Plant Molecular Biology 42: 857–869, 2000.
© 2000 Kluwer Academic Publishers. Printed in the Netherlands.
Isolation of genes predominantly expressed in guard cells and epidermal
cells of Nicotiana glauca
Lawrence B. Smart
Faculty of Environmental and Forest Biology, State University of New York College of Environmental Science
and Forestry, 6 Illick Hall, Syracuse, NY 13210, USA (
author for correspondence; e-mail: firstname.lastname@example.org; fax:
+1 315 470 6934);
Department of Vegetable Crops, Mann Laboratory, University of California-Davis, Davis,
CA 95616, USA
Received 27 August 1999; accepted in revised form 8 February 2000
Key words: epidermis, gene expression, glycine-rich protein, lipid transfer protein, proline-rich protein, stomata
Guard cells are specialized and metabolically active cells which arise during the differentiation of the epidermis.
Using Nicotiana glauca epidermal peels as a source of puriﬁed guard cells, we have constructed a cDNA library
from guard cell RNA. In order to isolate genes that are predominantly expressed in guard cells, we performed
a differential screen of this library, comparing the hybridization of a radiolabeled cDNA probe synthesized from
guard cell RNA to that from a mesophyll cell cDNA probe. Sixteen clones were isolated based on their greater
level of hybridization with the guard cell probe. Of these, eight had high homology to lipid transfer protein (LTP),
two were similar to glycine-rich protein (GRP), and one displayed high homology to proline-rich proteins from
Arabidopsis thaliana (AtPRP2, AtPRP4) and from potato guard cells (GPP). Northern analysis conﬁrmed that
one or more NgLTP genes, NgGRP1,andNgGPP1 are all differentially expressed, with highest levels in guard
cells, and low or undetectable levels in mesophyll cells and in roots. In addition, all are induced to some degree
in drought-stressed guard cells. NgLTP and NgGRP1 expression was localized by in situ hybridization to the
guard cells and pavement cells in the epidermis. NgGRP1 expression was also detected in cells of the vasculature.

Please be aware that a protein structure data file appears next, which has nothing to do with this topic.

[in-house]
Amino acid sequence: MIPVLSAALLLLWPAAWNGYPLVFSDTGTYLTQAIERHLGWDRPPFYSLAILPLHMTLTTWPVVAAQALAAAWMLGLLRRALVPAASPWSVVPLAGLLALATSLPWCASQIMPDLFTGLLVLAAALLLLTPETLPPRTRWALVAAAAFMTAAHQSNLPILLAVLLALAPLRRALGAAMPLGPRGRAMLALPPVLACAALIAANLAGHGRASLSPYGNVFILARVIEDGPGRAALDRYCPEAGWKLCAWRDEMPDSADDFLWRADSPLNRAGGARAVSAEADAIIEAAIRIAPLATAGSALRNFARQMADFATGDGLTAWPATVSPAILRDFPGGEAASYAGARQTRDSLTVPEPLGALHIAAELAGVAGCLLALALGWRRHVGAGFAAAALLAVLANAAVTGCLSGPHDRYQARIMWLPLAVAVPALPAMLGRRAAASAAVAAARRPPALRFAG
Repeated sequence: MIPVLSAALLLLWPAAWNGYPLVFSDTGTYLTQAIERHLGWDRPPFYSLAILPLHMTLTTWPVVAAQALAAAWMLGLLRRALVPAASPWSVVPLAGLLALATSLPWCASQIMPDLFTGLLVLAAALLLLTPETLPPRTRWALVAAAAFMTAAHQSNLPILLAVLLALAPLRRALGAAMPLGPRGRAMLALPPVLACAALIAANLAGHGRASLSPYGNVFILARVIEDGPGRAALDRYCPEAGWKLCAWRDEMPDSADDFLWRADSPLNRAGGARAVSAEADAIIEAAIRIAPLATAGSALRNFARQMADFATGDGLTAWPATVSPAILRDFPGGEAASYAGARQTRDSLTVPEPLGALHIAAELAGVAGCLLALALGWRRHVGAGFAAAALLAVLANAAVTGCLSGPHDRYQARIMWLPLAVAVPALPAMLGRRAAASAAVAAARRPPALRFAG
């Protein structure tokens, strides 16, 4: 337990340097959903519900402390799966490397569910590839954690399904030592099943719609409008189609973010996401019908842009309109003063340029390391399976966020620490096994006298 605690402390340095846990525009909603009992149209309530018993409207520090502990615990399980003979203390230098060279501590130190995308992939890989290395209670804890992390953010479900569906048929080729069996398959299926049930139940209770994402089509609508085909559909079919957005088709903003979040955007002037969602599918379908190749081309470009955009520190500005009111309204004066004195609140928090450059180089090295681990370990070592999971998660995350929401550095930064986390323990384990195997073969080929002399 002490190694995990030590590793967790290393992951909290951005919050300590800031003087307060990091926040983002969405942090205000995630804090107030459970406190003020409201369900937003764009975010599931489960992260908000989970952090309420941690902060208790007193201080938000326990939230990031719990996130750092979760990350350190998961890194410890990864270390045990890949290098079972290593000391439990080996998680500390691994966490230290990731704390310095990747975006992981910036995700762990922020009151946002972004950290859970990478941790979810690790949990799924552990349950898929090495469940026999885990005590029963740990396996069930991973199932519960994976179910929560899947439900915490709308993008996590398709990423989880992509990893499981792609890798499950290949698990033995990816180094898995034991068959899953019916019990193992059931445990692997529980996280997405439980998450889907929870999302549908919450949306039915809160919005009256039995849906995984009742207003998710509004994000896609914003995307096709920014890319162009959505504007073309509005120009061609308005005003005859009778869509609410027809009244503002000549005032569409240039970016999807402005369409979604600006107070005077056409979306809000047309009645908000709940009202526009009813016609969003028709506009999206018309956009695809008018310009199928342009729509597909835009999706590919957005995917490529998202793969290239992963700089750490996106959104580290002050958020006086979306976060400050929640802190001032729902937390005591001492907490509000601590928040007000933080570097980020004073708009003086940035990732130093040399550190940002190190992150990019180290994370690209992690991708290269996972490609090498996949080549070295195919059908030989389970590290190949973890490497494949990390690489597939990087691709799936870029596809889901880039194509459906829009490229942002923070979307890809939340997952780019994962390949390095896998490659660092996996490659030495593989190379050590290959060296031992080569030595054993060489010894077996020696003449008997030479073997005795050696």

Genomic Southern analysis indicated that LTP is encoded by a family of highly similar genes in N. glauca.This
work has identiﬁed members of a subset of epidermis- and guard cell-predominant genes, whose protein products
are likely to contribute to the unique properties acquired by guard cells and pavement cells during differentiation.
Stomata serve the unique function in plants of reg-
ulating the exchange of carbon dioxide and water
vapor across the leaf-atmosphere interface, because
the other epidermal cells arecoveredby a waxy cuticle
that is largely impermeable to those gases. Stomatal
conductance is regulated by the guard cells, which
swell to effect opening of the pore and shrink dur-
ing closure by a chemiosmotic mechanism (Tallman,
1992). The regulation of those functions by environ-
mental, physiological, and hormonal signals has been
The nucleotide sequence data reported will appear in the EMBL,
GenBank and DDBJ Nucleotide Sequence Databases under the ac-
cession numbers AF151214, AF151215, AF151216 and AF151217.
well characterized, but there is still much that we do
not know about how those signals are perceived and
transduced (Assmann, 1993).
Guard cells also represent a unique cell type within
the plant and differentiatefromthe L1 protodermlayer
together with subsidiary cells, pavement cells (ground
epidermal cells), and trichomes (Larkin et al., 1997).
The two attached guard cells in a stomatal complex
arise from the symmetric division of a guard mother
cell, which then differentiate to acquire their unique
structural and biochemical features. These include
characteristics of the cell wall that are important for
stomatal function, such as the radial arrangement of
cellulose microﬁbrils, differential thickening of the
inner and outer walls, and localized cutinization to